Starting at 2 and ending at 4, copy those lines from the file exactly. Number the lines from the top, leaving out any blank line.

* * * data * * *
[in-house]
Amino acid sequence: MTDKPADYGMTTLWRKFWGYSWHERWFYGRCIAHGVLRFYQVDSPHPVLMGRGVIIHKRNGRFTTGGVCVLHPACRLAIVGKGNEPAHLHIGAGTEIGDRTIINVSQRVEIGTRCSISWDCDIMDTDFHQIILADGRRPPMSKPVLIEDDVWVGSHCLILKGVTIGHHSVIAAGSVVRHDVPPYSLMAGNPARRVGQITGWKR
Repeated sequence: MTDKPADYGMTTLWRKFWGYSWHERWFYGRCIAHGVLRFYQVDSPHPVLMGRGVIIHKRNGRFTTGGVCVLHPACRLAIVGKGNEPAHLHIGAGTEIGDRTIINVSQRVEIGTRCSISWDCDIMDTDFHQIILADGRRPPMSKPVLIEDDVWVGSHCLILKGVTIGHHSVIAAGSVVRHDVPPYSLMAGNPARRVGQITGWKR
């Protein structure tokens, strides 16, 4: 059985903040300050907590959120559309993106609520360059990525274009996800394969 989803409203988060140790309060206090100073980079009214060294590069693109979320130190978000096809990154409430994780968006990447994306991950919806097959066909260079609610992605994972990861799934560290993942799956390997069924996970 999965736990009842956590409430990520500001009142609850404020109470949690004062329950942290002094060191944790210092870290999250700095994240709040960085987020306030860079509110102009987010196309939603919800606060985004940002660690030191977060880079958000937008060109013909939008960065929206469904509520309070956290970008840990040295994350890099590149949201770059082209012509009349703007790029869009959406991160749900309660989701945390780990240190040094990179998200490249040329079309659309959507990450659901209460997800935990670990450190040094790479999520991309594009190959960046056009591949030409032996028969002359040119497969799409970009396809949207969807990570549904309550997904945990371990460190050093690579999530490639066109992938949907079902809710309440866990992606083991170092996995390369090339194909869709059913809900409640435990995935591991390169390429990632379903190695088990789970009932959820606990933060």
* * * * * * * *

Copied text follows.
Amino acid sequence: MTDKPADYGMTTLWRKFWGYSWHERWFYGRCIAHGVLRFYQVDSPHPVLMGRGVIIHKRNGRFTTGGVCVLHPACRLAIVGKGNEPAHLHIGAGTEIGDRTIINVSQRVEIGTRCSISWDCDIMDTDFHQIILADGRRPPMSKPVLIEDDVWVGSHCLILKGVTIGHHSVIAAGSVVRHDVPPYSLMAGNPARRVGQITGWKR
Repeated sequence: MTDKPADYGMTTLWRKFWGYSWHERWFYGRCIAHGVLRFYQVDSPHPVLMGRGVIIHKRNGRFTTGGVCVLHPACRLAIVGKGNEPAHLHIGAGTEIGDRTIINVSQRVEIGTRCSISWDCDIMDTDFHQIILADGRRPPMSKPVLIEDDVWVGSHCLILKGVTIGHHSVIAAGSVVRHDVPPYSLMAGNPARRVGQITGWKR
């Protein structure tokens, strides 16, 4: 059985903040300050907590959120559309993106609520360059990525274009996800394969 989803409203988060140790309060206090100073980079009214060294590069693109979320130190978000096809990154409430994780968006990447994306991950919806097959066909260079609610992605994972990861799934560290993942799956390997069924996970 999965736990009842956590409430990520500001009142609850404020109470949690004062329950942290002094060191944790210092870290999250700095994240709040960085987020306030860079509110102009987010196309939603919800606060985004940002660690030191977060880079958000937008060109013909939008960065929206469904509520309070956290970008840990040295994350890099590149949201770059082209012509009349703007790029869009959406991160749900309660989701945390780990240190040094990179998200490249040329079309659309959507990450659901209460997800935990670990450190040094790479999520991309594009190959960046056009591949030409032996028969002359040119497969799409970009396809949207969807990570549904309550997904945990371990460190050093690579999530490639066109992938949907079902809710309440866990992606083991170092996995390369090339194909869709059913809900409640435990995935591991390169390429990632379903190695088990789970009932959820606990933060």